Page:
When you’re busy researching topics and writing new posts/articles, it’s easy to overlook something as simple as image optimization. Besides, if an image looks okay on your website, what’s the point of optimizing it? Well, just because an image loads and functions doesn’t necessarily mean that it’s optimized for maximum performance. Making small tweaks to it can reduce your site’s load time, which subsequently improves user engagement and possibly even increase your site’s search ranking.
There are several different image file types from which to choose, including JPG (the most popular), TIF, GIF, PNG, and RAW camera images. While JPG offers the best clarity and overall quality, however, it comes with a hefty price: size. JPG images are significantly larger than most other file types, limiting their usability on the web. A better option is to choose GIF (note: it’s only file type that preserves transparency) or PNG, both of which are smaller. And if you worried about the loss of quality, don’t be, because it’s really only noticeable if you magnify the corners or edges of an image.
How do you name your website’s images? If you leave the default names intact, such as file312593.png, it’s not going to offer any real SEO value. Granted, search engines will still crawl and index them based on other factors, but they won’t be able to identify the image’s context via the name. This is why it’s a better idea to rename your image something that corresponds with its content. If you are uploading an image of a dog playing outside, for instance, take a minute to rename it something along the lines of dog-playing-outside.png.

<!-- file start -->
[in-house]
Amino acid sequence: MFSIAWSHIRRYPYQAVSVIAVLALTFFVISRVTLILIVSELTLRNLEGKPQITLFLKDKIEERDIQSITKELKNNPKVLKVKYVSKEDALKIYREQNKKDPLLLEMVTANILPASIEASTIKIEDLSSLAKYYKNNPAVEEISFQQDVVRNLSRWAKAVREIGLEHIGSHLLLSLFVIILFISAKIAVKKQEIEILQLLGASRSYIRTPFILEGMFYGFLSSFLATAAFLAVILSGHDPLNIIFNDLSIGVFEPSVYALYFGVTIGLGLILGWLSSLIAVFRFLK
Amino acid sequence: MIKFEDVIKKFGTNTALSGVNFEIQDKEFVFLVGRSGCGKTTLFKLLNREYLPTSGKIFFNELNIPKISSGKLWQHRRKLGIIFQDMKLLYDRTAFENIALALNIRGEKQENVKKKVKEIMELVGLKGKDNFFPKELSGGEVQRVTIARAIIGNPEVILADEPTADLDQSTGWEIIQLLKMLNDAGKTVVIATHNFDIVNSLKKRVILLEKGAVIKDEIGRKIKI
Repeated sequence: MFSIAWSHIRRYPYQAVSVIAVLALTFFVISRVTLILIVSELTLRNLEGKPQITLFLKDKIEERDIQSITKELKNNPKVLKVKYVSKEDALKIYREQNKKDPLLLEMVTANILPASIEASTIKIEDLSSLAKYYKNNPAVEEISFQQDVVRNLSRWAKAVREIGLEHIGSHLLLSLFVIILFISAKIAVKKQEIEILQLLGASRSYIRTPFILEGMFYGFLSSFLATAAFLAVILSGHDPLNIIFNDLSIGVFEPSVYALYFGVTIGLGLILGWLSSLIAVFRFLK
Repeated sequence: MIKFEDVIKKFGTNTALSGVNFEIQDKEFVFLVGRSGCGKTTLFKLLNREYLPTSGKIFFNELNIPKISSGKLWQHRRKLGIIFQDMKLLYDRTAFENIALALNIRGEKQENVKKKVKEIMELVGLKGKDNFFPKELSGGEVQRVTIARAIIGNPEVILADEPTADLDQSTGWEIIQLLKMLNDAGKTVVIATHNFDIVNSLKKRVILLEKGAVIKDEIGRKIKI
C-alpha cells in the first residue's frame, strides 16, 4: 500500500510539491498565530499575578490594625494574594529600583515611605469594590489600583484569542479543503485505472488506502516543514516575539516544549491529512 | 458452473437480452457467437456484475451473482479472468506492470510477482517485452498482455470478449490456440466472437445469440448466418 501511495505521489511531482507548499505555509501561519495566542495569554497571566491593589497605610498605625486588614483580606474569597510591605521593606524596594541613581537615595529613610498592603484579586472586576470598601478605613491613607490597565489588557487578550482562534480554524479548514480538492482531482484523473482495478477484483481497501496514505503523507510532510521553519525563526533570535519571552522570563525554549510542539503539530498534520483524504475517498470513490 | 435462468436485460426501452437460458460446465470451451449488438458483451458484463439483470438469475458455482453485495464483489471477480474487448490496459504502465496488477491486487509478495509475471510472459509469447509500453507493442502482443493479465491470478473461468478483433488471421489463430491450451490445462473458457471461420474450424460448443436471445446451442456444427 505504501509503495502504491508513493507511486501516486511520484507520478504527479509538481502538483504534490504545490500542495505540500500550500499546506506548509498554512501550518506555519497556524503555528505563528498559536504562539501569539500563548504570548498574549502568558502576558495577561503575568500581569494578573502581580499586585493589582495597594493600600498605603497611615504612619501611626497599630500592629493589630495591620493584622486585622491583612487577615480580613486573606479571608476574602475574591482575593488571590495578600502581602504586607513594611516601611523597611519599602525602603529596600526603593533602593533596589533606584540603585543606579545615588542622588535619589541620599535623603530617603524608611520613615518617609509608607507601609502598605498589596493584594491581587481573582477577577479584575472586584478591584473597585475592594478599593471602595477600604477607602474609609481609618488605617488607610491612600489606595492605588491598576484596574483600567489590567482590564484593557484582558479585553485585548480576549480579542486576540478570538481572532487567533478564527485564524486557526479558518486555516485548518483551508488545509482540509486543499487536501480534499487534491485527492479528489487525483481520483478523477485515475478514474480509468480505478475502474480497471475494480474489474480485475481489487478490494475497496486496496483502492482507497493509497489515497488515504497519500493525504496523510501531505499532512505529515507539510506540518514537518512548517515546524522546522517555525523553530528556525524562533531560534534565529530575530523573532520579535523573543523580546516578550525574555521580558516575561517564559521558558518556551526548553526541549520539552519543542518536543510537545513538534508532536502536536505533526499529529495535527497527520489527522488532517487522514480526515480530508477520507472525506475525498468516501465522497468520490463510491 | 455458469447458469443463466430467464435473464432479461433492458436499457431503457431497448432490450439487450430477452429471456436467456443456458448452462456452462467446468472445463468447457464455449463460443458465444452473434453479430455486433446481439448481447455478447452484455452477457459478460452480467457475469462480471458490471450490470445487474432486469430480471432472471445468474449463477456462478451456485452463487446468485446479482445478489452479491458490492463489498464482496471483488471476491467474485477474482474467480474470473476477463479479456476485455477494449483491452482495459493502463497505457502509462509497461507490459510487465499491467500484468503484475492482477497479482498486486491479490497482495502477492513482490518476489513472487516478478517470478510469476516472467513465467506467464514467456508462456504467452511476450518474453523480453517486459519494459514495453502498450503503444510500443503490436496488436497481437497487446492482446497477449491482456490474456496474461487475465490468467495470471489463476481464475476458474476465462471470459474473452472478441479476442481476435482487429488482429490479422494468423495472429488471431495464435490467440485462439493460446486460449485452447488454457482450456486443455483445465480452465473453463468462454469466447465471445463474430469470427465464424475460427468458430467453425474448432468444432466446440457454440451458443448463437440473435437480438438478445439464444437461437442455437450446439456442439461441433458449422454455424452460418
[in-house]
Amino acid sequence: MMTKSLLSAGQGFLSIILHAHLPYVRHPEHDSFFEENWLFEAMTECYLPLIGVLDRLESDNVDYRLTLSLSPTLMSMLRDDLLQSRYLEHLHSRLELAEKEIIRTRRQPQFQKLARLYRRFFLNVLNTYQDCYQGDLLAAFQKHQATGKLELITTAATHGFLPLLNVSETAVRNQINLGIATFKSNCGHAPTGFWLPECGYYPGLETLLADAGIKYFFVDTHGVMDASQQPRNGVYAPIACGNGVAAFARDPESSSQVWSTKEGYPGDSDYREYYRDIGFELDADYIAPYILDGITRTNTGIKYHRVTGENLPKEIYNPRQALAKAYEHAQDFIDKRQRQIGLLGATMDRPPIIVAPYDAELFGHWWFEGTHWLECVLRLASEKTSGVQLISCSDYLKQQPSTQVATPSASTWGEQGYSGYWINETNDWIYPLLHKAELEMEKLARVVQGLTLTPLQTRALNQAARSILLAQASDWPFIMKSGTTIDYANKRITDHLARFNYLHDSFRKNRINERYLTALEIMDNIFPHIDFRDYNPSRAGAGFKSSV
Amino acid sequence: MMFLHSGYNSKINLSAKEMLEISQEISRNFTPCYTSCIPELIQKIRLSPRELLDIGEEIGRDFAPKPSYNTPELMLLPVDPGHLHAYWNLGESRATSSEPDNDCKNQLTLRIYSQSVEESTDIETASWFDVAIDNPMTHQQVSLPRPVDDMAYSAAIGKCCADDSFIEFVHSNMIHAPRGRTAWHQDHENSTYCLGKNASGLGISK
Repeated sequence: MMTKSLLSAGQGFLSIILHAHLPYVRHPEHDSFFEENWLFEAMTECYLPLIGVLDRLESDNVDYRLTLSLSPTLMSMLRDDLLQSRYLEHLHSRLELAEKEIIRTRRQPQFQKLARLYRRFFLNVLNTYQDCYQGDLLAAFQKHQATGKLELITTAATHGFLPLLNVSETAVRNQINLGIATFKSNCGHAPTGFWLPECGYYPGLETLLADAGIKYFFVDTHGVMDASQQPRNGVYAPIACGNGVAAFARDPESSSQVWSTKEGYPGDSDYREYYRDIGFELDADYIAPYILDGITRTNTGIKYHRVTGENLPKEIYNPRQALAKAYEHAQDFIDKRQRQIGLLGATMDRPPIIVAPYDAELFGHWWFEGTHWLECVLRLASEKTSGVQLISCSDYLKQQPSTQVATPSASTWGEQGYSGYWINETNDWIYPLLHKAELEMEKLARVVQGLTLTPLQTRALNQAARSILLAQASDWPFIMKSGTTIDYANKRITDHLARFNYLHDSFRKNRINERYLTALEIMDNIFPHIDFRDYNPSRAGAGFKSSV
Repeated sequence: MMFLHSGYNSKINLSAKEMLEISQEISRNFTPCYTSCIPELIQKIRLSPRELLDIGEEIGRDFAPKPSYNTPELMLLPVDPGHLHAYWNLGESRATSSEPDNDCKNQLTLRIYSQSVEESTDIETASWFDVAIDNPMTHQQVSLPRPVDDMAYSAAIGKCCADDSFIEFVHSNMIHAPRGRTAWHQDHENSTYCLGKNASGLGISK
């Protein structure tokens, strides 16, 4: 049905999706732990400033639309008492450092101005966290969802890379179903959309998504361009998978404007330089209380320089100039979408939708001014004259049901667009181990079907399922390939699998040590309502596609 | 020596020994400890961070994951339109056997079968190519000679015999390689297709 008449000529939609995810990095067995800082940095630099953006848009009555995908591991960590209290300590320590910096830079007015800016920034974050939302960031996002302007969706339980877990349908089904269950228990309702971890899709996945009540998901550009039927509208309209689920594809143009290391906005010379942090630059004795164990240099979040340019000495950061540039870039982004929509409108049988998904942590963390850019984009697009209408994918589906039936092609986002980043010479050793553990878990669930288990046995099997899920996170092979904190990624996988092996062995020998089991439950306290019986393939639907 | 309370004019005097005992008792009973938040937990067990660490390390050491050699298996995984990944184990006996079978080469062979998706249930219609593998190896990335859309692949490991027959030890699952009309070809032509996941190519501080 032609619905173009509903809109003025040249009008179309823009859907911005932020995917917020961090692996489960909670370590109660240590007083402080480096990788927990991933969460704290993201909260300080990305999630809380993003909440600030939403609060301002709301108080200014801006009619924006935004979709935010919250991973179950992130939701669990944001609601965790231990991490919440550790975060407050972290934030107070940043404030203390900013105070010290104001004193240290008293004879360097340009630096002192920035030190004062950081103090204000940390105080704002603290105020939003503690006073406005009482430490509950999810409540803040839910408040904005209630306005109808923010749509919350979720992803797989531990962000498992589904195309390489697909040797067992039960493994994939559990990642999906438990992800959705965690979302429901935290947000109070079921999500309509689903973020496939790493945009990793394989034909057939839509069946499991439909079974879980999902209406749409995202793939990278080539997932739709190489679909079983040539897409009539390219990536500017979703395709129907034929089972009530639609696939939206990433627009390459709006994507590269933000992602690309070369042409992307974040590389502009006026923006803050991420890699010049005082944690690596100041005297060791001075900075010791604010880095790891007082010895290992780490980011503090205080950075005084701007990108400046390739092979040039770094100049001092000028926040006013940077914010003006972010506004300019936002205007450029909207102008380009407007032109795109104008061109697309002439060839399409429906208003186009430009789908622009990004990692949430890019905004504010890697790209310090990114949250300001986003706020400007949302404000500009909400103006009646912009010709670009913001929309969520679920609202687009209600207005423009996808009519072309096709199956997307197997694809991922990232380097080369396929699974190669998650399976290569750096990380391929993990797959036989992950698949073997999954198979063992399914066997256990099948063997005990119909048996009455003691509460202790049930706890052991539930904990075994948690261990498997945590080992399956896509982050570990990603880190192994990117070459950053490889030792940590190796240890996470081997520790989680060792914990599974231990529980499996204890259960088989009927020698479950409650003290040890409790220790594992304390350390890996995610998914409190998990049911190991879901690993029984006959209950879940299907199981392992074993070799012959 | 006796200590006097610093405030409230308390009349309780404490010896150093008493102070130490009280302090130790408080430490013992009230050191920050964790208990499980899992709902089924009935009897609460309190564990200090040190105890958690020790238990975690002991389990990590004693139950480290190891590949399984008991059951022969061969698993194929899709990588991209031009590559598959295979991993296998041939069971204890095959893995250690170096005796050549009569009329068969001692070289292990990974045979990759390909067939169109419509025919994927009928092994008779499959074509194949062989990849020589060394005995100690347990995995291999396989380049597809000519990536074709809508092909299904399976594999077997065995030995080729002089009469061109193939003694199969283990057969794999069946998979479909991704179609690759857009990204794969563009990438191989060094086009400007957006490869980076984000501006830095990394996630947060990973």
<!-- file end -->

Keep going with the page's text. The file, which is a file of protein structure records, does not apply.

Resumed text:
If there’s one element of image optimization that you don’t want to overlook, it’s the alt text. The “alt text” attribute is designed to serve two basic purposes: first and foremost, it acts as a placeholder when an image fails to load. So if a visitor access your website but a particular image fails to load, he or she will see the alt text displayed instead. Secondly, alt text helps search engines determine the content of an image. You have to remember that Google — as advanced as it is — is unable to see what an image contains. Therefore, it relies on other cues, such as alt text, to determine this information.
What the heck is Optimizilla? This free-to-use tool will strip unnecessary bits of data from images, making the total file size smaller. Optimizilla is considered a “lossless” optimization tool, meaning it lowers the size of images without sacrificing quality. I recommend running all of your images through the tool before uploading them to your blog or website.
Do you currently optimize your website’s images? Let us know in the comments section below!